The Scleral Lens Vault

The Scleral Lens Vault

Scleral Lenses and the Conjunctiva


The scleral tissue supports the haptic section of a scleral contact lens, which allows it to vault up over the cornea. However, the lens haptic rests on the bulbar conjunctiva, which has clinical implications concerning the fit of a scleral lens.

The bulbar conjunctiva is a transparent tissue that is loosely attached to Tenon’s capsule. It has two to five layers of stratified columnar epithelial cells and an underlying stroma made of loose connective tissue (Snell and Lemp, 1989). Mucin-producing goblet cells, nerves, and blood vessels are diffusely distributed throughout the conjunctiva.

The thickness of the bulbar conjunctiva has been recently studied by Zhang et al (2013) using optical coherence tomo-graphy (OCT). Measuring 711 eyes of Chinese subjects, they determined the average bulbar conjunctival thickness to be 240 microns. There were no significant differences between sexes, and the full thickness decreased with age.

Scleral Lens Fit

Ideally, the haptic section of a scleral contact lens should evenly rest on the bulbar conjunctiva/sclera without lift, impingement, or excessive compression. The sclera is nonrotationally symmetrical (van der Worp, 2010), and for most fits the bulbar conjunctiva acts as a cushion that is more forgiving than if the scleral lens were directly fit on the rigid scleral surface. A scleral lens haptic that is too tight will cause vascular blanching and limbal congestion of the bulbar conjunctiva.

Figure 1. Bulbar conjunctival impression ring after removal of a scleral lens.

Lens Settling

A scleral lens will gradually depress into the bulbar conjunctival tissue after application secondary to its spongy nature. Settling of a scleral lens will result in loss of corneal vault. Thus, some loss of vault has to be taken into account during the fitting process; otherwise, this will result in a lens that has insufficient corneal clearance.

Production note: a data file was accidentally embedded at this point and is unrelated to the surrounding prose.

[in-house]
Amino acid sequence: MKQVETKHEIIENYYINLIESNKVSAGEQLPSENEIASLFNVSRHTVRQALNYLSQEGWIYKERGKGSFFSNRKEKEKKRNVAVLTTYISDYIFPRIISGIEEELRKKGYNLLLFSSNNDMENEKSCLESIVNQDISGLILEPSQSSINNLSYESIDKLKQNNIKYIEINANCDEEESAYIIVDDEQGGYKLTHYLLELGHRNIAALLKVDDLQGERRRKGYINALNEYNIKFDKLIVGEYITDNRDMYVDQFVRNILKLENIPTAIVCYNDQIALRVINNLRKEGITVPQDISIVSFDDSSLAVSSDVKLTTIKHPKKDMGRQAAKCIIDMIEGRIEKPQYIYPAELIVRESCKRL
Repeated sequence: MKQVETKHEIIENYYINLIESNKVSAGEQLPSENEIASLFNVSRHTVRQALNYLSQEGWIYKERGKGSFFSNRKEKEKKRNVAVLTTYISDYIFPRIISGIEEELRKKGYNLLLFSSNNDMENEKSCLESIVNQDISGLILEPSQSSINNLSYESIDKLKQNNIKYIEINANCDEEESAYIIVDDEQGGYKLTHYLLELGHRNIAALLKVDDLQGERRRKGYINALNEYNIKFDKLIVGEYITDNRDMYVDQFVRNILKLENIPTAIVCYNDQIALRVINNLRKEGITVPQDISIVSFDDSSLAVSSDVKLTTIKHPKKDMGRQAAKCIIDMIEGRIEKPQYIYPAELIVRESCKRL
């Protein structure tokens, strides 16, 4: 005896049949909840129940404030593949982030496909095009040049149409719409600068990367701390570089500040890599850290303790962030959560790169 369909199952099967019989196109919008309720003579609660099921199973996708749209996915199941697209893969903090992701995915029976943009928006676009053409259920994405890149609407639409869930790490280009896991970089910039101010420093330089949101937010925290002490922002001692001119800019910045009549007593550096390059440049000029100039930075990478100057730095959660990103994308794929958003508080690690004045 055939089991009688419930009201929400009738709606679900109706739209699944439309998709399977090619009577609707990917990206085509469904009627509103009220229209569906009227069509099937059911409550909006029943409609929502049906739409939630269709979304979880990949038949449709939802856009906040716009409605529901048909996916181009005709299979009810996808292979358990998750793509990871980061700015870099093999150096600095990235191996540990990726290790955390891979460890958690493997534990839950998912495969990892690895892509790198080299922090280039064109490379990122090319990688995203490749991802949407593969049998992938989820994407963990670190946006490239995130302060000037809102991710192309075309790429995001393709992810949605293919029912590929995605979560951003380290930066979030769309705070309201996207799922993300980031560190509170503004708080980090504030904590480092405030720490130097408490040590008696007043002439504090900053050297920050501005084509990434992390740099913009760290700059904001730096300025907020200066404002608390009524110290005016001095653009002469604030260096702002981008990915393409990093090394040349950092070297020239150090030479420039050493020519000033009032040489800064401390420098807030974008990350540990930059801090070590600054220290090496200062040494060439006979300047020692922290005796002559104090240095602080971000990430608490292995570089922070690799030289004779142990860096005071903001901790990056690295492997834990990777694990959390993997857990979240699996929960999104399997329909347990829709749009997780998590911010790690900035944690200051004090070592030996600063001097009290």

The question is: how much settling will occur during a specified time frame? Caroline and Andre (2012) reported that a scleral lens with a diameter of 16.5mm will settle approximately 96 microns (range: 70 to 180 microns) after eight hours of wear. A study by Kaufmann et al (2013) showed that scleral lenses with diameters of 15.8mm and 18.2mm settled 133 microns and 88 microns, respectively, after an eight-hour wear period. Nau and Schornack (2013) reported that 15mm scleral lenses settled 107 microns after two hours of lens wear.

Scleral lenses may further settle over weeks or months of initial wear secondary to adaptive changes of the bulbar conjunctiva. Additionally, the Zhang et al (2013) study suggests that less settling will occur in our older patient population.


For the most part, the bulbar conjunctiva is helpful in providing a cushion on which the scleral haptic can land. However, the spongy nature of the conjunctiva can significantly influence the short- and long-term vaulting relationship between a scleral lens and the cornea. CLS

For references, please visit and click on document #220.

Dr. DeNaeyer is the clinical director for Arena Eye Surgeons in Columbus, Ohio, and a consultant to Visionary Optics, B+L, and Aciont. You can contact him at